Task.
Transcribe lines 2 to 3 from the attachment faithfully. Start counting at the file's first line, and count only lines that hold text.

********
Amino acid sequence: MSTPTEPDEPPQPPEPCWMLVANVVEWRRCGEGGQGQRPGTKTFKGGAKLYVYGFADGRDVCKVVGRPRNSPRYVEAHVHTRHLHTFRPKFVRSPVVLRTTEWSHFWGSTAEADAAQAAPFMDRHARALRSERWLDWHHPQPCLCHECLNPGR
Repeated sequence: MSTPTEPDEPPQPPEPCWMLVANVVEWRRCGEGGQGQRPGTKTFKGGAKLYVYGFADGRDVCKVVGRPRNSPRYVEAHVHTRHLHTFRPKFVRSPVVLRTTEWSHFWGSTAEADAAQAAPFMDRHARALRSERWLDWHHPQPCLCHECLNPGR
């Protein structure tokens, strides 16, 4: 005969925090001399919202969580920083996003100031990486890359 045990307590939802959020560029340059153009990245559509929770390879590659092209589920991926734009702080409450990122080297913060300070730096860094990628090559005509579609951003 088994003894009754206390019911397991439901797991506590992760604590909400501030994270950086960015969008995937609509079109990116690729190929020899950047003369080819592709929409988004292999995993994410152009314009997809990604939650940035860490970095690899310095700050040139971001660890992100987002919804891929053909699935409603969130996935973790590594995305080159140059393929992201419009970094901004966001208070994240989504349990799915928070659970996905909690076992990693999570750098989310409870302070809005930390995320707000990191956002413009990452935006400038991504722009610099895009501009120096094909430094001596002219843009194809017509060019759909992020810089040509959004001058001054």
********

Repeated sequence: MSTPTEPDEPPQPPEPCWMLVANVVEWRRCGEGGQGQRPGTKTFKGGAKLYVYGFADGRDVCKVVGRPRNSPRYVEAHVHTRHLHTFRPKFVRSPVVLRTTEWSHFWGSTAEADAAQAAPFMDRHARALRSERWLDWHHPQPCLCHECLNPGR
């Protein structure tokens, strides 16, 4: 005969925090001399919202969580920083996003100031990486890359 045990307590939802959020560029340059153009990245559509929770390879590659092209589920991926734009702080409450990122080297913060300070730096860094990628090559005509579609951003 088994003894009754206390019911397991439901797991506590992760604590909400501030994270950086960015969008995937609509079109990116690729190929020899950047003369080819592709929409988004292999995993994410152009314009997809990604939650940035860490970095690899310095700050040139971001660890992100987002919804891929053909699935409603969130996935973790590594995305080159140059393929992201419009970094901004966001208070994240989504349990799915928070659970996905909690076992990693999570750098989310409870302070809005930390995320707000990191956002413009990452935006400038991504722009610099895009501009120096094909430094001596002219843009194809017509060019759909992020810089040509959004001058001054």